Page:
Does Peepal Tree have plans to enhance your Internet presence?

Hannah: We are working on a new website at the moment. Soon users will have the opportunity to review titles, engage in forums and dialogue with authors, and post your own profile to network with other Caribbean literature lovers. We’re also totally revamping the shopping experience. Our current site dates back six years, which is a lifetime in cyberspace!
 
In your view, what does the future look like for small presses?

Hannah: I think it’s pretty good. The internet means that books and readers will find each other more easily, but that interest will still need to be converted into meaningful book sales. Retailers like Amazon are now used to such large discounts that sales through them can actually result in a loss, and that’s no future! Buying books from small presses direct is the best way to ensure that your money does something positive for Caribbean writers, rather than making a multinational corporation even richer.
 
Do you think Caribbean writers have reason to be hopeful about the future?

Hannah: I really do think it’s a bright future, and I hope we’ll start to see more entrepreneurs setting up Caribbean publishing companies – there’s room for more, judging by the volume and quality of the submissions we receive.
 
Congratulations to Peepal Tree for reintroducing the canon of Caribbean Classics to new generations of readers! What has been the public response so far to the series?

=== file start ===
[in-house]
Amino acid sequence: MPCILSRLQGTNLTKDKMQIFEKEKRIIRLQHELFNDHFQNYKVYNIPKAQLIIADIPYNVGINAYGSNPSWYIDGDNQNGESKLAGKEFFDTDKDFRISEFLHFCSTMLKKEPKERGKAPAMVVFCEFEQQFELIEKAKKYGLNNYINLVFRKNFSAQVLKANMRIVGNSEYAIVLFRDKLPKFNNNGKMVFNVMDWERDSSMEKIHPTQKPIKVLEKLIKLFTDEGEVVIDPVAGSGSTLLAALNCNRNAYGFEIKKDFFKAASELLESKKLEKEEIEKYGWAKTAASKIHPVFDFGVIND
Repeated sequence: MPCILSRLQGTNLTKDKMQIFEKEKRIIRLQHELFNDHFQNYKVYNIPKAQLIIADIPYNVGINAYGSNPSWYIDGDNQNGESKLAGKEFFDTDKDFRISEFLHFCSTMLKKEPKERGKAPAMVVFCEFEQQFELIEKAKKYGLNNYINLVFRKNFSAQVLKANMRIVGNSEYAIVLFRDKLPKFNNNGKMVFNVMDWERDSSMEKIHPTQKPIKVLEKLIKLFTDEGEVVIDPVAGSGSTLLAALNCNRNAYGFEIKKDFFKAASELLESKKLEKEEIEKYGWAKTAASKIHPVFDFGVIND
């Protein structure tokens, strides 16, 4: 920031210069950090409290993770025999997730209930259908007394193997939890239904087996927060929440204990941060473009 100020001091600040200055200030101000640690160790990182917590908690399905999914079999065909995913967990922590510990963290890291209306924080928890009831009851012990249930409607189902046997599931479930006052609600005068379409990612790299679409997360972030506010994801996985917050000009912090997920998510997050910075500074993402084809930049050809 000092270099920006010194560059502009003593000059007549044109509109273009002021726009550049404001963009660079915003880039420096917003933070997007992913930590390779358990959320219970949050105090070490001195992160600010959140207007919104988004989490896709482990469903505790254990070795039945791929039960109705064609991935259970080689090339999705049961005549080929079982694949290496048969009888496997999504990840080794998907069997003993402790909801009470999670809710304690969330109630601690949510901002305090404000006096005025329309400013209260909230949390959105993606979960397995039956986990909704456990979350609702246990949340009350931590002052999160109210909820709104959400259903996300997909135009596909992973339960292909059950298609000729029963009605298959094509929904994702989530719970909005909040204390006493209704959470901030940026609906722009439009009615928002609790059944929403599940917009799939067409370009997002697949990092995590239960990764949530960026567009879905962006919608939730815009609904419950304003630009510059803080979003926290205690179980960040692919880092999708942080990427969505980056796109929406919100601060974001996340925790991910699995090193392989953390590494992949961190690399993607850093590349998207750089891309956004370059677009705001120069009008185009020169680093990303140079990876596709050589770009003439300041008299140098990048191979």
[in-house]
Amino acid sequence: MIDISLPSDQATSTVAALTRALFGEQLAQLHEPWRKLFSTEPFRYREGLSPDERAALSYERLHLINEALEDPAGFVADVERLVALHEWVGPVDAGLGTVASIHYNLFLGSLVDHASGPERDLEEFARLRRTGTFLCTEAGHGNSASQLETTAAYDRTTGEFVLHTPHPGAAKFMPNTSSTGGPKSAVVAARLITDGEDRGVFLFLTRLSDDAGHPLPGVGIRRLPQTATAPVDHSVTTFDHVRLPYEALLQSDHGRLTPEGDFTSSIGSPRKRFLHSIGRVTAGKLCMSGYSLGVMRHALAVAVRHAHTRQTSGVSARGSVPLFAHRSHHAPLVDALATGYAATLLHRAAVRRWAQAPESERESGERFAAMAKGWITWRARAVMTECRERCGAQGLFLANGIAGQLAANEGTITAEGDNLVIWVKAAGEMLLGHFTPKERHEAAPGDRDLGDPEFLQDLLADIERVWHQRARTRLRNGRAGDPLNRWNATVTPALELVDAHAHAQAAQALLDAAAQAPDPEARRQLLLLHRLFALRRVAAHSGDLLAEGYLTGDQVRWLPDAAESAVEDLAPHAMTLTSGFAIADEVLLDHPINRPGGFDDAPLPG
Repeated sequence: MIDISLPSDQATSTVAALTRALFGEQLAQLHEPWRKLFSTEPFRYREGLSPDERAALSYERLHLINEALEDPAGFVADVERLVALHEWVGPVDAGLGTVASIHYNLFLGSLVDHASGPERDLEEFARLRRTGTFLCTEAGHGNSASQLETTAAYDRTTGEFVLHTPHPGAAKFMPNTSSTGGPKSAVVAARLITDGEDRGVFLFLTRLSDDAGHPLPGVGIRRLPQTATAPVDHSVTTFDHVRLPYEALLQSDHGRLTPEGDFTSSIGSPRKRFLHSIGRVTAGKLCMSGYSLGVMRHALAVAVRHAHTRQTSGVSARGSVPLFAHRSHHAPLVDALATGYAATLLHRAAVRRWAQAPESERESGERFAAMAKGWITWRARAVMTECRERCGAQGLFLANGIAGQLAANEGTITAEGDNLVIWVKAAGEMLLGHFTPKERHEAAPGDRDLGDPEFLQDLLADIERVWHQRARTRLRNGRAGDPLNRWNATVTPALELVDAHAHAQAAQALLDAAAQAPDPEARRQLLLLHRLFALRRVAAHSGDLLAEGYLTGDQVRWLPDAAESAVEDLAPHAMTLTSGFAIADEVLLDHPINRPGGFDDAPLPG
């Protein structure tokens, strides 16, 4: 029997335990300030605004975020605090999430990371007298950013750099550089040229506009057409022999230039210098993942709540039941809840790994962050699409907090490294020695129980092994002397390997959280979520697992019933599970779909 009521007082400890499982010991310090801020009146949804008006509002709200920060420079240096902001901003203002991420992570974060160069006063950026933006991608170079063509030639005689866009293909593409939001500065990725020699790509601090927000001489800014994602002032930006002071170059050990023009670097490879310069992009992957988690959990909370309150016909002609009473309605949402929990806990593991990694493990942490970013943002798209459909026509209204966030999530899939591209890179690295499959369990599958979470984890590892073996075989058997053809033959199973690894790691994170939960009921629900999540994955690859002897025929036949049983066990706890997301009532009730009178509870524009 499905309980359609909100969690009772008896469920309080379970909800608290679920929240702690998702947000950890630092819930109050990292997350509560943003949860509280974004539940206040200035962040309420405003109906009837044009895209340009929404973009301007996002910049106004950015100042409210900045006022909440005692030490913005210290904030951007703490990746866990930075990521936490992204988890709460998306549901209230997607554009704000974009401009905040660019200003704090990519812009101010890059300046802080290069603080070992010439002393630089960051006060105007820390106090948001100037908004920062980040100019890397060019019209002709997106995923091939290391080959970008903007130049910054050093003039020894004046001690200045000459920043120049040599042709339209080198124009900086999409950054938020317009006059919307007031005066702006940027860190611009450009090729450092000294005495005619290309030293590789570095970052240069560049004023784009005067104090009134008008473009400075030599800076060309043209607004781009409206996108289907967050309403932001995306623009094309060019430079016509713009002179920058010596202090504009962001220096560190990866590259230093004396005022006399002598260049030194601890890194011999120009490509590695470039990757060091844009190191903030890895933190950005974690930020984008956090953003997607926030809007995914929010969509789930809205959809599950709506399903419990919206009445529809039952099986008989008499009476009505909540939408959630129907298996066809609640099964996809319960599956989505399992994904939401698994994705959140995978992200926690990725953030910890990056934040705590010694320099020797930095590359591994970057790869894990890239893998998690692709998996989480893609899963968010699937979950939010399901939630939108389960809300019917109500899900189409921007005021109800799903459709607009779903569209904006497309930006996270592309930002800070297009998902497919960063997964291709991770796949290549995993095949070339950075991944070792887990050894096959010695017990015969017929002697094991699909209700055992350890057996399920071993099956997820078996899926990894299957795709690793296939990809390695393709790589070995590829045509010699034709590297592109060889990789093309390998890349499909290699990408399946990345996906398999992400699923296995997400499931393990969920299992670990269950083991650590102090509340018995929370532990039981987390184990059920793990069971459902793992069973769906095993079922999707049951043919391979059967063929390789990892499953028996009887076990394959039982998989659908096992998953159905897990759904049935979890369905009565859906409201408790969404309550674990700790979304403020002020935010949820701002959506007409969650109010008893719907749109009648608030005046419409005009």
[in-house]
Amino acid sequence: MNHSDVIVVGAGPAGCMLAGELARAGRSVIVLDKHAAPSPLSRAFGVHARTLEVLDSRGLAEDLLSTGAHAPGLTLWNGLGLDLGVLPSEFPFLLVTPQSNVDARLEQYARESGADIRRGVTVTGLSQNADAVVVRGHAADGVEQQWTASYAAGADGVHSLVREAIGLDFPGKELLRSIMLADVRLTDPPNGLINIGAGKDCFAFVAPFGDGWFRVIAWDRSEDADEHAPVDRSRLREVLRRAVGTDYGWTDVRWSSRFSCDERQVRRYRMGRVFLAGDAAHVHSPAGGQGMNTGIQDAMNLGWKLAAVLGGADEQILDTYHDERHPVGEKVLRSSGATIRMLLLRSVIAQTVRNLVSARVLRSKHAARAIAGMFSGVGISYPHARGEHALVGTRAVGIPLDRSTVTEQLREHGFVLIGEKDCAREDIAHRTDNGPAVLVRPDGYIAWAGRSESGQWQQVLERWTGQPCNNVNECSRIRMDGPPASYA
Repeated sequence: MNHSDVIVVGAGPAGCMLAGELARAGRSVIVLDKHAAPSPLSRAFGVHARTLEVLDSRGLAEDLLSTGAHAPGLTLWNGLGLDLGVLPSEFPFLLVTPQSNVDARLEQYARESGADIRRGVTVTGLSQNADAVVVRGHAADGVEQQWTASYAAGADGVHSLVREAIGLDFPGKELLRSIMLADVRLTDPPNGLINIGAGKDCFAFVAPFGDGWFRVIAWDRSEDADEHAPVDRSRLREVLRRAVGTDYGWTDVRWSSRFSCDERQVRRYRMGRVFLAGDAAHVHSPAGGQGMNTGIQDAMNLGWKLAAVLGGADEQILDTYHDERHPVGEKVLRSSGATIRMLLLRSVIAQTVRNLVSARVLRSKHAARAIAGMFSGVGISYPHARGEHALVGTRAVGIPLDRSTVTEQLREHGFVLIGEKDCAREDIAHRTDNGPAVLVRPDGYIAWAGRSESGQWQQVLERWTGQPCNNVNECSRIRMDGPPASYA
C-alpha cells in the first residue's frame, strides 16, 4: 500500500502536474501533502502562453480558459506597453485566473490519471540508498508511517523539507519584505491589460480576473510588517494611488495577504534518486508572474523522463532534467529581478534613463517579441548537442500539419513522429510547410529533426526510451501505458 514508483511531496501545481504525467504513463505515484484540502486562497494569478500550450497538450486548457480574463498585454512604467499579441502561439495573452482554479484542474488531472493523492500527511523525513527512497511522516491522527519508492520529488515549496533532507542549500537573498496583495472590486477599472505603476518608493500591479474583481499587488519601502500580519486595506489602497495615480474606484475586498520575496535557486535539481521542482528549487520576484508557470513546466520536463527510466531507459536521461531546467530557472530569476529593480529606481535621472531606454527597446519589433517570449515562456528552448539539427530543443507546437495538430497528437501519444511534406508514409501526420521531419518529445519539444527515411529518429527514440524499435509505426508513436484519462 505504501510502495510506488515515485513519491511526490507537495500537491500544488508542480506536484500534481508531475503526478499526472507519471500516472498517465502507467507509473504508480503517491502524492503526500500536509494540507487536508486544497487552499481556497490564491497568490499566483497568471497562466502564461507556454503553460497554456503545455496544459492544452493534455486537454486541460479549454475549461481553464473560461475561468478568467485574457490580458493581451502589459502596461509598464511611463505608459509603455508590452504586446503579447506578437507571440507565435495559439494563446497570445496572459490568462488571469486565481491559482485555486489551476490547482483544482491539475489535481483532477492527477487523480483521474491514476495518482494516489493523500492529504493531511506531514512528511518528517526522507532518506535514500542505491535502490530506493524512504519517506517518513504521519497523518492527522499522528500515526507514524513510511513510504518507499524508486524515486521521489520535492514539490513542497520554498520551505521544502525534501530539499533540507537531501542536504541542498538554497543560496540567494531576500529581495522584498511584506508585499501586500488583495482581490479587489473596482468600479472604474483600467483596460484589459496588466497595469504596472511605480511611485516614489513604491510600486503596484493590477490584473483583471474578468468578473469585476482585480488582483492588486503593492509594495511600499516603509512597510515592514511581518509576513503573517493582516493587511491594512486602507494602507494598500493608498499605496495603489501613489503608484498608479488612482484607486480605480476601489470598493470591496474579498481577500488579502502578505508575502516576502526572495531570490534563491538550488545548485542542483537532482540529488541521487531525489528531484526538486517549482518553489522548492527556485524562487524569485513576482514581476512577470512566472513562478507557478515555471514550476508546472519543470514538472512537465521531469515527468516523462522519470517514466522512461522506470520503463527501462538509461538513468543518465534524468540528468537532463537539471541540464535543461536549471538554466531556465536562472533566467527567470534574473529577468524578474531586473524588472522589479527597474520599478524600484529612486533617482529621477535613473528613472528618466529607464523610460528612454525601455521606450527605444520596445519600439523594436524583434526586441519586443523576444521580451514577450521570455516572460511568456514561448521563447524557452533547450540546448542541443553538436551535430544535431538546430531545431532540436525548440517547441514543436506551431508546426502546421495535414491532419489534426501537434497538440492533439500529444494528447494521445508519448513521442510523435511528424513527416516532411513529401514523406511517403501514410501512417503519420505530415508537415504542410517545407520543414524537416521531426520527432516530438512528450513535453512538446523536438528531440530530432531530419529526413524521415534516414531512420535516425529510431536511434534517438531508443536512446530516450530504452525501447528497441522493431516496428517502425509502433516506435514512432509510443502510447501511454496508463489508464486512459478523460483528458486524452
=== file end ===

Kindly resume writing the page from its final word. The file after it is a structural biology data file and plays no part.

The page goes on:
Hannah: It’s been fantastic to find that books that first seized the imagination in the 50s and 60s, have not lost their power to disturb, and provoke reverberations of thought into the 21st century. When we get the new website up it’ll be great to be able to get some discussions going and read people’s reviews.
 
Finally, what do you do for relaxation?

Hannah: I have two football mad children, so I spend a lot of time shivering in fields in West Yorkshire! I have just begun learning to play the piano, and I get to a yoga class at least once a week.

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Responses

  1. This is very interesting. It gives me hope as a writer. I have been a known poet/singer in Jamaica 1996 and has created a little niche for myself, until just now I have decided to publish my anthology along with the spoken word. I thought that there was very little hope left for poets and writers, but I just kept my hope alive anyway. This blog has given me great hope for my career. Thanks so much. Keep up the good work.

  2. Great article, more should be done in the Caribbean – i like the football mad section …

  3. [...] dedicated to keeping more than 250 titles in print. As the poetically-named Hannah Bannister told Caribbean Book Blog: “Someone once said that being a publisher is a bit like being a midwife and I think that’s [...]